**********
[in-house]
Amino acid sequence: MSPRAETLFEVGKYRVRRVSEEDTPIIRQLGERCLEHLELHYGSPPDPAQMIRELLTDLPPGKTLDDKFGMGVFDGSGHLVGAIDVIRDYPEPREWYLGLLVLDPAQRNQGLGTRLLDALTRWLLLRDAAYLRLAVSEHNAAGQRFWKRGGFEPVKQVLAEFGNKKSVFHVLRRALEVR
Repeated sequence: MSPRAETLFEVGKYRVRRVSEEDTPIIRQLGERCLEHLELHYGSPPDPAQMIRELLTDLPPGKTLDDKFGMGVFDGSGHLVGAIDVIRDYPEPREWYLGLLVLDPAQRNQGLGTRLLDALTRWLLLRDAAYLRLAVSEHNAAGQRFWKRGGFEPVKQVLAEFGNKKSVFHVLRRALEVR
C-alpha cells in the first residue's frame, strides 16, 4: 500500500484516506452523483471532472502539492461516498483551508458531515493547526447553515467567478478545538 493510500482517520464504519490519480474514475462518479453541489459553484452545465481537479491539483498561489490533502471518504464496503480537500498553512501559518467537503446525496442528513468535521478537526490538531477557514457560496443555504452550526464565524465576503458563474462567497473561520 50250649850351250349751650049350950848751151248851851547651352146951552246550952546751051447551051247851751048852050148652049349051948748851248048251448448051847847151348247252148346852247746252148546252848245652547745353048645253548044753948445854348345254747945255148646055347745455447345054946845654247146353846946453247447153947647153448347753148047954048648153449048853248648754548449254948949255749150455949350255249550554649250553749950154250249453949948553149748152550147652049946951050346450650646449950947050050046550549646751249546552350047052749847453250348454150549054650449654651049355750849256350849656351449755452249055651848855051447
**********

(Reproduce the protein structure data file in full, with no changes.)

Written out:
[in-house]
Amino acid sequence: MSPRAETLFEVGKYRVRRVSEEDTPIIRQLGERCLEHLELHYGSPPDPAQMIRELLTDLPPGKTLDDKFGMGVFDGSGHLVGAIDVIRDYPEPREWYLGLLVLDPAQRNQGLGTRLLDALTRWLLLRDAAYLRLAVSEHNAAGQRFWKRGGFEPVKQVLAEFGNKKSVFHVLRRALEVR
Repeated sequence: MSPRAETLFEVGKYRVRRVSEEDTPIIRQLGERCLEHLELHYGSPPDPAQMIRELLTDLPPGKTLDDKFGMGVFDGSGHLVGAIDVIRDYPEPREWYLGLLVLDPAQRNQGLGTRLLDALTRWLLLRDAAYLRLAVSEHNAAGQRFWKRGGFEPVKQVLAEFGNKKSVFHVLRRALEVR
C-alpha cells in the first residue's frame, strides 16, 4: 500500500484516506452523483471532472502539492461516498483551508458531515493547526447553515467567478478545538 493510500482517520464504519490519480474514475462518479453541489459553484452545465481537479491539483498561489490533502471518504464496503480537500498553512501559518467537503446525496442528513468535521478537526490538531477557514457560496443555504452550526464565524465576503458563474462567497473561520 50250649850351250349751650049350950848751151248851851547651352146951552246550952546751051447551051247851751048852050148652049349051948748851248048251448448051847847151348247252148346852247746252148546252848245652547745353048645253548044753948445854348345254747945255148646055347745455447345054946845654247146353846946453247447153947647153448347753148047954048648153449048853248648754548449254948949255749150455949350255249550554649250553749950154250249453949948553149748152550147652049946951050346450650646449950947050050046550549646751249546552350047052749847453250348454150549054650449654651049355750849256350849656351449755452249055651848855051447